I am doing more scrimshawed horns right now and trying some new things. This is my latest effort featuring a Carolina parakeet and a Northern Cardinal along with some fraktur flowers. I hope you like it.
This right hand horn is 14″ around the outside curve and 11.5″ tip to tip, not including the stopper. The cherry base plug is 2.29″ in diameter. The tip is horn and antler. The stopper is walnut. While this is a traditional right hand horn. the engraved panels are positioned so that they look right when the horn is worn on either side.
The horn is colored with a little ferric nitrate prior to starting the engraving giving it a light yellow base. The ink is Windsor & Newton drawing ink. I finished up with some Tried and True oil on both the wood and horn followed by a coat of wax.
The bespoke price for a horn like this with a turned base plug and an applied-tip is $215. Scrimshaw is $200. The color is another $100. I collect the appropriate sales tax when shipped to a Virginia address.
This Virginia inspired powder horn has an applied Axis deer antler tip and turned black walnut base plug and stopper. The base plug has an acorn finial which was common on Virginia powder horns. The horn is technically a left hand horn, but is so straight it could be easily carried either way. It was engraved assuming right hand carry. It is about 13.5″ around the outside curve (not including the stopper), 11.5″ finial to tip, and with a 2.12″ diameter base plug. The horn has been stained with ferric nitrate to give it a slightly yellow base. Fraktur type engraving has been applied to the horn and the engraved designs colored with drawing ink.
The bespoke price for for a horn like this is $215 for the base horn (turned base plug with applied tip). Similar scrimshaw would be $200. Color added to the horn would be another $100. Then there is $25 shipping/insurance and any applicable Virginia sales tax.
This is a powder horn that I have had on my build list a while and finally got around to doing it. It is a recreation of a horn shown on pages 334-335 of Jay Hopkin’s book Bone Tipped & Banded Horns. That horn was found in Virginia and the acorn is a Virginia motif.
The horn shown below is a technically a right hand horn, but is so straight it could be easily carried either way. It is about 12.5″ around the outside curve (not including the stopper), 10.25″ finial to tip, and with a 1.96″ diameter base plug. The screw-tip is horn and has a female thread as is typical on southern horns. The base plug and stopper are American Black Walnut.
I hadn’t initially intended to put color fraktur/engraving on the horn. However, the buyer asked if I could add a little something. So, I did. I hope he likes it. I have included photos of the horn both before and after the engraving.
The bespoke price for a horn like #39 is $280 for the base horn plus $25 shipping/insurance and applicable Virginia sales tax when shipped to a Virginia address. The engraving is another $200 with the color being an additional $100 on top of that. If you are interested, please use the Contact page to send me a note. Make sure to include the horn number (#39).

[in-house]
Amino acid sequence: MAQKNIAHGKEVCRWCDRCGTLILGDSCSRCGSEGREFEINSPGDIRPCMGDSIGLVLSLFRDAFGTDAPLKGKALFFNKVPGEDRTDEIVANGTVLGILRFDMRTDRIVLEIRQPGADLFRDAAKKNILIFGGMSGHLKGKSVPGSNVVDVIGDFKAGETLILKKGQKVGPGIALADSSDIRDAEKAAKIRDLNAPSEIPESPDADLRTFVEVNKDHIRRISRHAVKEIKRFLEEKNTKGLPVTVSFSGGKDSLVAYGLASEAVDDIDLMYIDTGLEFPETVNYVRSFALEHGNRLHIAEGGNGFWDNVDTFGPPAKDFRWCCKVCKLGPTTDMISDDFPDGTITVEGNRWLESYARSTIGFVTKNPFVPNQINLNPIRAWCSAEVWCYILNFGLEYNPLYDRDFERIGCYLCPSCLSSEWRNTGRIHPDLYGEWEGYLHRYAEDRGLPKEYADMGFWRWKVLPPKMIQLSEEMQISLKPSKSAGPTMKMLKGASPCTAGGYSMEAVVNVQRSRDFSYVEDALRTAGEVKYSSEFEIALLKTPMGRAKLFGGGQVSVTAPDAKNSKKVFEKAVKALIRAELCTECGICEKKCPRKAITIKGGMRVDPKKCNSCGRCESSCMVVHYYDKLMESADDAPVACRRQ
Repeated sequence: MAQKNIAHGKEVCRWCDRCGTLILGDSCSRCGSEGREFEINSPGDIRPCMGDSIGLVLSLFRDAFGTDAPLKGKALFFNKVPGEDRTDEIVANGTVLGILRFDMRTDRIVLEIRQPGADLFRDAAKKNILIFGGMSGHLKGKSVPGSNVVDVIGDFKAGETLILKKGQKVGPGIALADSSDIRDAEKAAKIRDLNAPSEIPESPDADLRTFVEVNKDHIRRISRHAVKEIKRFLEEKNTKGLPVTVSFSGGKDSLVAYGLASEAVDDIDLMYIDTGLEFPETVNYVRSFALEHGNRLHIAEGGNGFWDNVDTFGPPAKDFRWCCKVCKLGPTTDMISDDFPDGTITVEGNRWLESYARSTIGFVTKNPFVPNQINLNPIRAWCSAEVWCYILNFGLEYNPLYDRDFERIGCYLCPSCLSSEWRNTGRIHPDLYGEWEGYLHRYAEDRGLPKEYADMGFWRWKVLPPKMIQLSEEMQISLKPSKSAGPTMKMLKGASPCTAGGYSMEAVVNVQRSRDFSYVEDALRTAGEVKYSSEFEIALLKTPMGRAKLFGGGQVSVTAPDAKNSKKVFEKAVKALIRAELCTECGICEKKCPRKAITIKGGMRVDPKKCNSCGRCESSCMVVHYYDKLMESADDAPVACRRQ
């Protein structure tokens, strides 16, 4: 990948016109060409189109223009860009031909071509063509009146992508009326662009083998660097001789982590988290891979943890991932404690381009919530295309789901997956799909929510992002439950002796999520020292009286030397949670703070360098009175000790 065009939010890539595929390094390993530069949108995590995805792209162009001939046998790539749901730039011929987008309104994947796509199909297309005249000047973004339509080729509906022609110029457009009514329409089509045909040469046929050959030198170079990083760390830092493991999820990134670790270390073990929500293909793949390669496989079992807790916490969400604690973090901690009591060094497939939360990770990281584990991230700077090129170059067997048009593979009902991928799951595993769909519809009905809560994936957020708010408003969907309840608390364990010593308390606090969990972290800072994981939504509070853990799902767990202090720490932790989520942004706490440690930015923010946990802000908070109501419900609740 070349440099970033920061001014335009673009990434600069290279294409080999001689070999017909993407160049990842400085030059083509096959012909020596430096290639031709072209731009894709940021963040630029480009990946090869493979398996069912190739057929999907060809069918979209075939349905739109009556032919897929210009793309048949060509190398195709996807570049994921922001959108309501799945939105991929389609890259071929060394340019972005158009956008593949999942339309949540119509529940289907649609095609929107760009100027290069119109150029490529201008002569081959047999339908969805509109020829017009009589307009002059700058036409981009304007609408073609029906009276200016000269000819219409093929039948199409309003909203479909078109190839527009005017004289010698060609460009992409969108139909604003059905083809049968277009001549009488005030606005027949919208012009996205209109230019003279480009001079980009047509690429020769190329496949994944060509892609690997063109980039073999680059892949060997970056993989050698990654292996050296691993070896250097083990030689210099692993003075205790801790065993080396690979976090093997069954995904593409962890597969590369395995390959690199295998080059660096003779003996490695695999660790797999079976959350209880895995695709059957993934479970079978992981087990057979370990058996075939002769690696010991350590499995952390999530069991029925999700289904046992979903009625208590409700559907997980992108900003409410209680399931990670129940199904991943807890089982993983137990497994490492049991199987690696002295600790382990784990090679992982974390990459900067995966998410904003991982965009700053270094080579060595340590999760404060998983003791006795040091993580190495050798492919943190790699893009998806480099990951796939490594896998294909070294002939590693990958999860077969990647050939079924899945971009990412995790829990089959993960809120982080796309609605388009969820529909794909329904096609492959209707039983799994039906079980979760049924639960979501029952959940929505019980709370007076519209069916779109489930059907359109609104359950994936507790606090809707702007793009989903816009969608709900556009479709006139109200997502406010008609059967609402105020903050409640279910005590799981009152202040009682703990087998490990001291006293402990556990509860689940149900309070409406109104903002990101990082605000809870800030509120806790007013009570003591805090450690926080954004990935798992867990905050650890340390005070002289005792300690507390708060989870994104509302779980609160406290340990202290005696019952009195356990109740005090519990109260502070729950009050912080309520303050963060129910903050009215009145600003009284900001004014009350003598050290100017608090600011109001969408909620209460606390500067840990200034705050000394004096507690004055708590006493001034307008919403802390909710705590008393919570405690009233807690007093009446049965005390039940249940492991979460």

I decided that I wanted to combine my fraktur (18th & 19th Century German-American folk art) work with my leather work in some way. Some sort of embroidery seemed the most sensible way to do it. So, I decided to create an original fraktur design hand embroidered on a canvas insert in the flap of a Fur Trade era hunting pouch. This hunting pouch (#36) is the result of that idea. This is not a strictly historically correct pouch. I have taken some creative license to pursue my artistic interests in fraktur.
The fraktur is titled the Face of God; representative of Jesus Christ (in the form of the peacock) as the human face of the trinity (in the form of three tulips on each branch of the tree of life stemming from the heart of God) and the model for our lives. It is stitched on natural cotton duck canvas using cotton embroidery floss. About half the time to complete this pouch is in the execution of the fraktur. More pouches with different original hand embroidered fraktur are to follow. That art work will be featured here.
The pouch itself is the best that I know how to make. It is hand stitched using waxed linen thread out of 2-3 oz (new pouches will have 6 oz leather straps) vegetable tan cowhide, fully lined with a period red print, and incorporating rolled welts, rolled bindings, and a flap lining of calfskin. The pouch is 8 1/2″ x 9″ overall with a main storage area that is about 5″ x 8″. There is an internal pocket for small items. The strap passes through the top of the apron and is stitched inside the pouch for the cleanest possible appearance. The strap can be adjusted via a brass buckle to a maximum of 57″ top of bag to top of bag. I will make the strap accommodate any buyer.